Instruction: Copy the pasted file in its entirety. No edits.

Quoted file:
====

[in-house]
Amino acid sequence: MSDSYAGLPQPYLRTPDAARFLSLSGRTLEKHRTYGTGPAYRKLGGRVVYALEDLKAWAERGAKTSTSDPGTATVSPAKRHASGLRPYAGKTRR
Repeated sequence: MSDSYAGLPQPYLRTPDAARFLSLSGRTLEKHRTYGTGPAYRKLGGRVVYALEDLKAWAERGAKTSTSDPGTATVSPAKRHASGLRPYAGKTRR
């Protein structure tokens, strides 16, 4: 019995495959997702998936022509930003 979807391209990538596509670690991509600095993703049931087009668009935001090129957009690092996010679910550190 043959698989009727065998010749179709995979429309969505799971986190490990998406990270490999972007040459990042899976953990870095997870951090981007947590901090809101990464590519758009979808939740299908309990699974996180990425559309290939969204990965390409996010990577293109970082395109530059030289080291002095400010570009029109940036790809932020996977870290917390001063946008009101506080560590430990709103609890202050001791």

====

[in-house]
Amino acid sequence: MSDSYAGLPQPYLRTPDAARFLSLSGRTLEKHRTYGTGPAYRKLGGRVVYALEDLKAWAERGAKTSTSDPGTATVSPAKRHASGLRPYAGKTRR
Repeated sequence: MSDSYAGLPQPYLRTPDAARFLSLSGRTLEKHRTYGTGPAYRKLGGRVVYALEDLKAWAERGAKTSTSDPGTATVSPAKRHASGLRPYAGKTRR
């Protein structure tokens, strides 16, 4: 019995495959997702998936022509930003 979807391209990538596509670690991509600095993703049931087009668009935001090129957009690092996010679910550190 043959698989009727065998010749179709995979429309969505799971986190490990998406990270490999972007040459990042899976953990870095997870951090981007947590901090809101990464590519758009979808939740299908309990699974996180990425559309290939969204990965390409996010990577293109970082395109530059030289080291002095400010570009029109940036790809932020996977870290917390001063946008009101506080560590430990709103609890202050001791």